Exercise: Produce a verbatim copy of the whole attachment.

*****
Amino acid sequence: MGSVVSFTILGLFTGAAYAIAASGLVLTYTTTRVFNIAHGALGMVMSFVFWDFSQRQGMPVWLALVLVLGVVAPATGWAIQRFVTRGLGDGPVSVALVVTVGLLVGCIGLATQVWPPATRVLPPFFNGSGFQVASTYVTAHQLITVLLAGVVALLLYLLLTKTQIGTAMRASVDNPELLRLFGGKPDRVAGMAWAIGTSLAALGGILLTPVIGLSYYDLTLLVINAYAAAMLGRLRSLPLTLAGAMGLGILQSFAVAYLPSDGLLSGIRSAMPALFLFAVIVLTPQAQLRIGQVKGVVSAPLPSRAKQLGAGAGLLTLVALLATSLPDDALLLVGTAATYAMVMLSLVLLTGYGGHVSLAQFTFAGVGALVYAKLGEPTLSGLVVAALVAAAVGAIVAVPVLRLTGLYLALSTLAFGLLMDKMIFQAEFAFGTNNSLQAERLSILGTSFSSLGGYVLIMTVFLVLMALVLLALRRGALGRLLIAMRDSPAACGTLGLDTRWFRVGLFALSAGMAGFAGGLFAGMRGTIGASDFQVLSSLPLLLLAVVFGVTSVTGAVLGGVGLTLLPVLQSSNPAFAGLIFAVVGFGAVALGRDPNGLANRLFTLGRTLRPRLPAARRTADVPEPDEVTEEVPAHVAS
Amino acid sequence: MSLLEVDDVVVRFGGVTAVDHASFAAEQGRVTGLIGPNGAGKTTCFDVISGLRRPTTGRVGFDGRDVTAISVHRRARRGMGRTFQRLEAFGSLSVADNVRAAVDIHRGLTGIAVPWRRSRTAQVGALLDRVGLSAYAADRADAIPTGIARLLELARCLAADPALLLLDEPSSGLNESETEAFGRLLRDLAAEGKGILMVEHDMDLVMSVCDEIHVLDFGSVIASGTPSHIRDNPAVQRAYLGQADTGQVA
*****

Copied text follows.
Amino acid sequence: MGSVVSFTILGLFTGAAYAIAASGLVLTYTTTRVFNIAHGALGMVMSFVFWDFSQRQGMPVWLALVLVLGVVAPATGWAIQRFVTRGLGDGPVSVALVVTVGLLVGCIGLATQVWPPATRVLPPFFNGSGFQVASTYVTAHQLITVLLAGVVALLLYLLLTKTQIGTAMRASVDNPELLRLFGGKPDRVAGMAWAIGTSLAALGGILLTPVIGLSYYDLTLLVINAYAAAMLGRLRSLPLTLAGAMGLGILQSFAVAYLPSDGLLSGIRSAMPALFLFAVIVLTPQAQLRIGQVKGVVSAPLPSRAKQLGAGAGLLTLVALLATSLPDDALLLVGTAATYAMVMLSLVLLTGYGGHVSLAQFTFAGVGALVYAKLGEPTLSGLVVAALVAAAVGAIVAVPVLRLTGLYLALSTLAFGLLMDKMIFQAEFAFGTNNSLQAERLSILGTSFSSLGGYVLIMTVFLVLMALVLLALRRGALGRLLIAMRDSPAACGTLGLDTRWFRVGLFALSAGMAGFAGGLFAGMRGTIGASDFQVLSSLPLLLLAVVFGVTSVTGAVLGGVGLTLLPVLQSSNPAFAGLIFAVVGFGAVALGRDPNGLANRLFTLGRTLRPRLPAARRTADVPEPDEVTEEVPAHVAS
Amino acid sequence: MSLLEVDDVVVRFGGVTAVDHASFAAEQGRVTGLIGPNGAGKTTCFDVISGLRRPTTGRVGFDGRDVTAISVHRRARRGMGRTFQRLEAFGSLSVADNVRAAVDIHRGLTGIAVPWRRSRTAQVGALLDRVGLSAYAADRADAIPTGIARLLELARCLAADPALLLLDEPSSGLNESETEAFGRLLRDLAAEGKGILMVEHDMDLVMSVCDEIHVLDFGSVIASGTPSHIRDNPAVQRAYLGQADTGQVA